The Foundation of Jamestown
- King James l had granted a charter to the Virginia Company to form a settlement in North America, in what was going to be Jamestown.
- Jamestown was the first permanent English colony in America.
- On May 13, 1607, the Godspeed, the Discovery, and the Susan Constant landed thirty miles up the James River.
- They landed on May 14, founding Jamestown.
- Only eight months after the founding of Jamestown, thirty-eight of the one hundred five settlers remained alive.
- Only the efforts of Captain John Smith had saved the colony.
- The location of Jamestown was great for defending against ships coming in, but it was not a very ideal spot for a permanent settlement.
Jamestown´s Near Failure
- Famine, disease, and trouble with Native Americans brought Jamestown right on the edge of failure.
- The natives wanted the colonists gone, and began picking off anyone that went too far beyond the fort.
- The site of Jamestown was on a marshy peninsula, and it was very unhealthy for the settlers, which lead many of them to death.
- The river´s water began to become undrinkable, and they did not find gold, which they hoped to find.
- The winter of 1609 was known as the "starving time" because the settlers had little food that winter, and they were unable to trade with the Indians.
- During the "starving time" the settlers ate anything they could, including leather and sometimes even dead settlers.
- The Powhatan Indians eventually traded with the settlers, saving the colony altogether.
- Tobacco was Jamestown´s first profitable export, and it may as well have been another thing that saved the colony.
- The marriage of John Rolfe and Pocahontas had brought peace between the colonists and the Powhatan Indians for a period of time.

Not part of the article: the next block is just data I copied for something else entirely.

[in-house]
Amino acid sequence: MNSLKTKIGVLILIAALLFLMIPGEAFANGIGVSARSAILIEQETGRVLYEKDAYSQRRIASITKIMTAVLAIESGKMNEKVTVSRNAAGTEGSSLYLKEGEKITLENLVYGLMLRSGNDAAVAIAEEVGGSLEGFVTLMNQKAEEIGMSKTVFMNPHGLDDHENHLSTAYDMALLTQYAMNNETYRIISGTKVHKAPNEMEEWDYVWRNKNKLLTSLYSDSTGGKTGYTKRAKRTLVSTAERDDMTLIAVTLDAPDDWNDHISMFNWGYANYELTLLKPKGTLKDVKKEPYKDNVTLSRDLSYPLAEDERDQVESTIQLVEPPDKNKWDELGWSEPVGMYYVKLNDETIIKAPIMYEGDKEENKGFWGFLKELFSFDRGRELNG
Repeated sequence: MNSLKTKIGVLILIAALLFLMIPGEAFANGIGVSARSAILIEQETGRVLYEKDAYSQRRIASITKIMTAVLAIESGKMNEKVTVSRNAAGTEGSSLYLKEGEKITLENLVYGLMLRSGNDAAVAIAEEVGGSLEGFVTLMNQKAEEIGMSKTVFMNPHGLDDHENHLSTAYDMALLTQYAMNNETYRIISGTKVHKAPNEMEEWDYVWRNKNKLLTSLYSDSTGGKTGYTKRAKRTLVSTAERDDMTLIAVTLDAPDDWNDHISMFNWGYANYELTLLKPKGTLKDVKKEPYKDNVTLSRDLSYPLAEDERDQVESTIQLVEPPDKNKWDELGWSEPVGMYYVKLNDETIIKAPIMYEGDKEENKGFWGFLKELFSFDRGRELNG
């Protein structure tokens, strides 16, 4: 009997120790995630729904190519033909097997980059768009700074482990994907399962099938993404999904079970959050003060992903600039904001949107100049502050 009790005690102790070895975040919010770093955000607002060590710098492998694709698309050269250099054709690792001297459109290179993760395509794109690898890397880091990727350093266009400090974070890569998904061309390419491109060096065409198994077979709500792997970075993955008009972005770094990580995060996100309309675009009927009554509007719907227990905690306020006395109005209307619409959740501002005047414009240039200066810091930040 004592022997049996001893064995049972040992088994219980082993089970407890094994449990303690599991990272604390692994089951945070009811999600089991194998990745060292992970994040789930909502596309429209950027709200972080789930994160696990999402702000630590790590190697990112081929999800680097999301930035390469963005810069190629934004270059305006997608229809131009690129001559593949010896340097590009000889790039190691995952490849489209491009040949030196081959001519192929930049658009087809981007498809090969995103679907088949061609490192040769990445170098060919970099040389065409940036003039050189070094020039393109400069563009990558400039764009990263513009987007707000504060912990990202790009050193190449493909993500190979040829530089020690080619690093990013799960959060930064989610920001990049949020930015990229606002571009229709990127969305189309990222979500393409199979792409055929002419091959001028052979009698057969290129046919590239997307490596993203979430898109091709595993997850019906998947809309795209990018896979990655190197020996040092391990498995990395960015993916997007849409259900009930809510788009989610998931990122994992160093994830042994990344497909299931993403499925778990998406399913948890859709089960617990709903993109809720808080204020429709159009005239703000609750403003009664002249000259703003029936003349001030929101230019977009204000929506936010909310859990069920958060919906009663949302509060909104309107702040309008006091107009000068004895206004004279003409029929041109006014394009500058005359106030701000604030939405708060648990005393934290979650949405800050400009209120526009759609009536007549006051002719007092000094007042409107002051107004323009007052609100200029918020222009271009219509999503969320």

- In January 1608 the ¨First Supply¨ arrived with about one hundred new settlers, allowing them to add new fortifications and established guards armed with weapons.
- Sailors would trade with the colonists for money, sassafras, furs, and other resources.
- Settlers tried many things including glassmaking, wood production, and pitch, tar, and potash manufacture for profit.
- The glassmakers that came with the "second supply" were not greeted very kindly.
- The first Africans were brought to Virginia in 1619 to work on tobacco plantations.
- Jamestown later expanded into what they called ¨New Town¨ and it remained the capital of Virginia until 1699
Captain John Smith
- Before going to Virginia, Smith fought with France, sailed a merchant ship, fought against the Turks in the ¨Long War¨ and escaped from the Turks after being held prisoner and forced to work.
- Smith was, in fact, a prisoner when they first landed in 1607.
- In the December of 1607, Smith was captured by Powhatan´s men. The meeting was eventful, and lead to his supposed rescue from Pocahontas, as he reported in later years.
- Smith had a policy of rigid discipline and had defenses strengthened.
- Smith established the ¨no work, no food¨ policy in September 1608, which ended up keeping the colony together.
- Smith was very resourceful, as he had ways to trade with the Powhatan Indians for food.
- Smith was injured by burning gunpowder in the fall of 1609, and left for England.
- Many people were happy to see him go, but sadly, he was their only tie to the Powhatans.